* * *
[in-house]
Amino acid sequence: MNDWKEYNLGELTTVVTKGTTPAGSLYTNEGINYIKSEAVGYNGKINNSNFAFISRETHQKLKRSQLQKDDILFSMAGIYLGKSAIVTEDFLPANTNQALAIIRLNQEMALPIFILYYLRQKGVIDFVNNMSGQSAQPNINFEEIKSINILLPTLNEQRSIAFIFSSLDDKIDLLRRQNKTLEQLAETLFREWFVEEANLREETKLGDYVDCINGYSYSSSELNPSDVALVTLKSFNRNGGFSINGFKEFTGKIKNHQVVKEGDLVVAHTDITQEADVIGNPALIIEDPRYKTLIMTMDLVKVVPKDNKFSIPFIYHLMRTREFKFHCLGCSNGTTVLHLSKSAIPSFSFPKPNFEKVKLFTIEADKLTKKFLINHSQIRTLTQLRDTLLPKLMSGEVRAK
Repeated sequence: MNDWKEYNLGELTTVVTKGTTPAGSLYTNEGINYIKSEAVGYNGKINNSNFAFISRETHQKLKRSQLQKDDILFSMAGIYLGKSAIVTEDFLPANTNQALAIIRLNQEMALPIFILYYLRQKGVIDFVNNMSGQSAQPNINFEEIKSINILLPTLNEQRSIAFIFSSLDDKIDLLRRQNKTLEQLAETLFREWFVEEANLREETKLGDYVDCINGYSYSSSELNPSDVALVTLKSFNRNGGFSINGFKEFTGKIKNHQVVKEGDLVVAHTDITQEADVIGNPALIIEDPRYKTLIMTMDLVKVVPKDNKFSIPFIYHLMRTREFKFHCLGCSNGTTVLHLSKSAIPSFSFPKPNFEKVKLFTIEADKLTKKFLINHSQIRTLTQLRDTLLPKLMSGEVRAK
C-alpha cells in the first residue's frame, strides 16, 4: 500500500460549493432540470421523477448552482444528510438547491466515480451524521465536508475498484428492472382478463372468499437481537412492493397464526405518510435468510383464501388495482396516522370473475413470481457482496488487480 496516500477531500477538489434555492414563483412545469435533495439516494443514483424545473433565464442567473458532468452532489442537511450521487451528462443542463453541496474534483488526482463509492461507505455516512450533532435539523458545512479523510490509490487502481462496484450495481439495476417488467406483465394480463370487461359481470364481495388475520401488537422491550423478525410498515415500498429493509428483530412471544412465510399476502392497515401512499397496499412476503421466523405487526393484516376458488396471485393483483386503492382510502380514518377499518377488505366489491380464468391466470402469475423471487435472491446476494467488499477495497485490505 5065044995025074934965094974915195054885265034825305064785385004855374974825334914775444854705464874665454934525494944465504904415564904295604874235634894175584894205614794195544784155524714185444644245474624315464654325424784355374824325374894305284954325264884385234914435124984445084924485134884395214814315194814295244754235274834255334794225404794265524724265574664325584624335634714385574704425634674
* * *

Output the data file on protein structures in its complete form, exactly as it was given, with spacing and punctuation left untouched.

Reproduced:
[in-house]
Amino acid sequence: MNDWKEYNLGELTTVVTKGTTPAGSLYTNEGINYIKSEAVGYNGKINNSNFAFISRETHQKLKRSQLQKDDILFSMAGIYLGKSAIVTEDFLPANTNQALAIIRLNQEMALPIFILYYLRQKGVIDFVNNMSGQSAQPNINFEEIKSINILLPTLNEQRSIAFIFSSLDDKIDLLRRQNKTLEQLAETLFREWFVEEANLREETKLGDYVDCINGYSYSSSELNPSDVALVTLKSFNRNGGFSINGFKEFTGKIKNHQVVKEGDLVVAHTDITQEADVIGNPALIIEDPRYKTLIMTMDLVKVVPKDNKFSIPFIYHLMRTREFKFHCLGCSNGTTVLHLSKSAIPSFSFPKPNFEKVKLFTIEADKLTKKFLINHSQIRTLTQLRDTLLPKLMSGEVRAK
Repeated sequence: MNDWKEYNLGELTTVVTKGTTPAGSLYTNEGINYIKSEAVGYNGKINNSNFAFISRETHQKLKRSQLQKDDILFSMAGIYLGKSAIVTEDFLPANTNQALAIIRLNQEMALPIFILYYLRQKGVIDFVNNMSGQSAQPNINFEEIKSINILLPTLNEQRSIAFIFSSLDDKIDLLRRQNKTLEQLAETLFREWFVEEANLREETKLGDYVDCINGYSYSSSELNPSDVALVTLKSFNRNGGFSINGFKEFTGKIKNHQVVKEGDLVVAHTDITQEADVIGNPALIIEDPRYKTLIMTMDLVKVVPKDNKFSIPFIYHLMRTREFKFHCLGCSNGTTVLHLSKSAIPSFSFPKPNFEKVKLFTIEADKLTKKFLINHSQIRTLTQLRDTLLPKLMSGEVRAK
C-alpha cells in the first residue's frame, strides 16, 4: 500500500460549493432540470421523477448552482444528510438547491466515480451524521465536508475498484428492472382478463372468499437481537412492493397464526405518510435468510383464501388495482396516522370473475413470481457482496488487480 496516500477531500477538489434555492414563483412545469435533495439516494443514483424545473433565464442567473458532468452532489442537511450521487451528462443542463453541496474534483488526482463509492461507505455516512450533532435539523458545512479523510490509490487502481462496484450495481439495476417488467406483465394480463370487461359481470364481495388475520401488537422491550423478525410498515415500498429493509428483530412471544412465510399476502392497515401512499397496499412476503421466523405487526393484516376458488396471485393483483386503492382510502380514518377499518377488505366489491380464468391466470402469475423471487435472491446476494467488499477495497485490505 5065044995025074934965094974915195054885265034825305064785385004855374974825334914775444854705464874665454934525494944465504904415564904295604874235634894175584894205614794195544784155524714185444644245474624315464654325424784355374824325374894305284954325264884385234914435124984445084924485134884395214814315194814295244754235274834255334794225404794265524724265574664325584624335634714385574704425634674